Wartime Oral History
Vera Frenkel thinks an army of archivists, armed with nothing more than microphones and tape recorders, should be dispatched to Legion halls and living rooms across Canada to capture the voices and memories of the country's surviving war veterans.
"I have a great respect for oral history," says the celebrated Toronto artist. "There should be a program in Ottawa, and every other city in the country, of recording [veterans' stories], so that we hear their voices and their memories.
"They can be seemingly trivial memories, they don't have to be grandiose. I think the larger patterns [of history] would emerge through the day-to-day." After all, she says, "if one generation goes mute, the next generation can't hear them."
Fleeing the Nazis
Frenkel knows firsthand the difficulties of remembering and commemorating war.
Born in Bratislava, Frenkel was an infant in 1939 when her Jewish parents fled the Nazis in Czechoslovakia at the start of the Second World War. Most of her aunts, uncles and extended family decided not to flee, and all died in concentration camps as a result. Growing up in England, and later in Montréal, Frenkel says her parents rarely spoke about the Holocaust or the war, and were also reluctant to discuss with their children the terrible fate of their relatives.
"That whole generation had difficulty talking about what they'd lost and experienced, partly because it was too painful to relive it, and also because they wanted our generation not to be traumatized by it," she says. Yet, that silence, says Frenkel, still wound itself "like a thread of grief through our lives."
Stolen War Art
One of Canada's most distinguished new media artists, Frenkel devoted herself in the 1990s to commemorating another kind of wartime loss — the looting of Europe's art treasures by the Nazis, and the subsequent disappearance of many famous works. The result was Frenkel's internationally acclaimed video installation called the Body Missing project, in which various artists and writers discuss Hitler's unfulfilled plan to house the Nazis' plundered art inside a grand museum — planned during the 1940s but never built — in Hitler's hometown of Linz, Austria.
When Frenkel visited Linz for the project, she tried without success to track down the apartment where Hitler grew up.
"Everybody there was exceptionally friendly," she recalls. "But there was a collective block to memory in that town. Nobody could tell me where Hitler used to live.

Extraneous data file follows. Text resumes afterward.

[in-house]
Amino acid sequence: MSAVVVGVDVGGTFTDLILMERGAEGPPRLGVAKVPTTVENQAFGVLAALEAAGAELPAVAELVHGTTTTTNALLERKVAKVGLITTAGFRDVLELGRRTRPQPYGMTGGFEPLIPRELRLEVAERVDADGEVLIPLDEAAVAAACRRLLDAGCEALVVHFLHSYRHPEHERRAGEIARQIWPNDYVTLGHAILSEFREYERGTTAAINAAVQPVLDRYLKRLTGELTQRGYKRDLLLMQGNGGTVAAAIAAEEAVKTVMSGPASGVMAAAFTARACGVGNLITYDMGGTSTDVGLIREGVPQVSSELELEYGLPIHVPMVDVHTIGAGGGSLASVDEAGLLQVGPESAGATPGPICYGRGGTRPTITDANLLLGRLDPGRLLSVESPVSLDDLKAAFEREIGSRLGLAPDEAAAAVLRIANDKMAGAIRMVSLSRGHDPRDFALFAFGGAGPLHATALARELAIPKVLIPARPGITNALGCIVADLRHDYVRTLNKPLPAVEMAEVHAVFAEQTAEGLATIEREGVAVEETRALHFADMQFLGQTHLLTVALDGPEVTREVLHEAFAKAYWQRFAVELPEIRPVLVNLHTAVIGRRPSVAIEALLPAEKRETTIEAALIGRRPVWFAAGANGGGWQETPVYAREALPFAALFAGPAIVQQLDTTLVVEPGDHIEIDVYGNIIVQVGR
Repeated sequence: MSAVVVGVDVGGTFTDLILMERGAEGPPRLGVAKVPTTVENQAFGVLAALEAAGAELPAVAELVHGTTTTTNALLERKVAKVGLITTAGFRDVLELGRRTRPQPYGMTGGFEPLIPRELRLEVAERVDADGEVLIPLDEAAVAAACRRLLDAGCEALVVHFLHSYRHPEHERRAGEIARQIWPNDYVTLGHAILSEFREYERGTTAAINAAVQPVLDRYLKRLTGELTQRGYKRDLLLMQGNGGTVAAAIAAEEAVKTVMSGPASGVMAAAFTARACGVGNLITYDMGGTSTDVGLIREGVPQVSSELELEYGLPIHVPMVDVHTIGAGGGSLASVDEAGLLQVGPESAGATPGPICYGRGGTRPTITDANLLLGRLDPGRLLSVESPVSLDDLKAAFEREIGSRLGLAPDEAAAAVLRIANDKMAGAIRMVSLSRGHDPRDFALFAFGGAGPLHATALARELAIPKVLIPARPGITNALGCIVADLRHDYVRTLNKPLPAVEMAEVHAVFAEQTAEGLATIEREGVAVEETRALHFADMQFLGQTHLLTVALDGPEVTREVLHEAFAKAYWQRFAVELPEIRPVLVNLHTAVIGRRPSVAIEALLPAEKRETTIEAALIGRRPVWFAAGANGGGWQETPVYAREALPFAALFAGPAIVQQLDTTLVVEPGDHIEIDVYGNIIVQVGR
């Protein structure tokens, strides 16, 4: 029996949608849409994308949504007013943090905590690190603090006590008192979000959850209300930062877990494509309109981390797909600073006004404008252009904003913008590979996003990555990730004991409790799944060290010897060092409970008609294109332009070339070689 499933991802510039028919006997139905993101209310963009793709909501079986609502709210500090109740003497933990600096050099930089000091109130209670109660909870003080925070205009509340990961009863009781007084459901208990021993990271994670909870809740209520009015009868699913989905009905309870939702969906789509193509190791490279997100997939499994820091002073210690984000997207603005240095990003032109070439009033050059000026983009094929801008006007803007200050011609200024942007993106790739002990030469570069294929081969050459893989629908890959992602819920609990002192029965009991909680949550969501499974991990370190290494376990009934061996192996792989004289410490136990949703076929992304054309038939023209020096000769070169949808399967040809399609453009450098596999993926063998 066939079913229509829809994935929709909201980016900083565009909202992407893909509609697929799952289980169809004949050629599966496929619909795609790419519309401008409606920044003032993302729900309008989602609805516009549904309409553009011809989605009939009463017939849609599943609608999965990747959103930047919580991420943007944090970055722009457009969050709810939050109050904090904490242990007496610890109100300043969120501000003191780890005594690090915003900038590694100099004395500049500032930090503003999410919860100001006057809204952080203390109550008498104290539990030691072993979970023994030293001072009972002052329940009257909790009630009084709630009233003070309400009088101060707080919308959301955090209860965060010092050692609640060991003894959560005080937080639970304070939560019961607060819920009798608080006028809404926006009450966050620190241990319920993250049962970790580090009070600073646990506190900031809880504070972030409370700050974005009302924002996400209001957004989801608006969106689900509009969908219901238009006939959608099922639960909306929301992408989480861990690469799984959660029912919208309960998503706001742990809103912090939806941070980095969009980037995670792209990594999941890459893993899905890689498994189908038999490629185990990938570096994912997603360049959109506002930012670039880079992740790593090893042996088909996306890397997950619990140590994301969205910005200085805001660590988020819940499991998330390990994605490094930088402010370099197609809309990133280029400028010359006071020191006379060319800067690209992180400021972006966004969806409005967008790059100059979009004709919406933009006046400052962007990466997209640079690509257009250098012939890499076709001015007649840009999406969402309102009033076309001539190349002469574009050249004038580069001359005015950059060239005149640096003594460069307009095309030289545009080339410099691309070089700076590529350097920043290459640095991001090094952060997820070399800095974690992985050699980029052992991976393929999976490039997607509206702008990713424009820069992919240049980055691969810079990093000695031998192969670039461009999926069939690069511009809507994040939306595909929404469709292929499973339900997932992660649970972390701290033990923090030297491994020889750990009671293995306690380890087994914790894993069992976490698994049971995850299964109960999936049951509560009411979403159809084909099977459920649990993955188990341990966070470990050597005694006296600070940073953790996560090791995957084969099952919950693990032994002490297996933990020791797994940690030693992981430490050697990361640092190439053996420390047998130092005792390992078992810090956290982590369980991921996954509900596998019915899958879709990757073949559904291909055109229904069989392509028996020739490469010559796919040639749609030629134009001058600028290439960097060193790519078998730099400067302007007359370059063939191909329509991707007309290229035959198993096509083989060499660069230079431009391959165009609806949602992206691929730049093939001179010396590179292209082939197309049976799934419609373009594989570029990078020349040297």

"Memory of war is like that," she says. "No matter which side of war is at issue — its evil source, its murdered civilians, its returning warriors — most witnesses of such tragedy are deeply reluctant to keep their memories alive, preferring to bury them in the past than to explain and preserve them for future generations.”
Frenkel remembers her father's unexpected reunion one day in Montréal with his best friend from Czechoslovakia, whose own wife and children had been killed in the death camps.
"This man had made a new life for himself," says Frenkel. "He had a whole new wife and family, and he would never refer to, nor would he let my father ever refer to, the family he'd lost in the concentration camps.
"The refusal of survivors to disclose their war experiences, [even] to their children, is a well-documented trope of trauma," she says. "Silence was for many, including my parents, a passport to sanity. But it was clear that behind the routine facades, and the to-and-fro of everyday life, were many tears and voids."
Frenkel says Canada's ageing veterans must tell their wartime memories, not just to their families, but to their country, if remembrance is to have any real meaning after they're gone.
"It's very hard to commemorate war," she says. "It's a tightrope no matter which way you look.
"But I would like to hear those voices. If that's done in any significant way, then we'd have a 'weather-front of memory' — an entire generation marking its moment in history."
(See also The Memory Project.)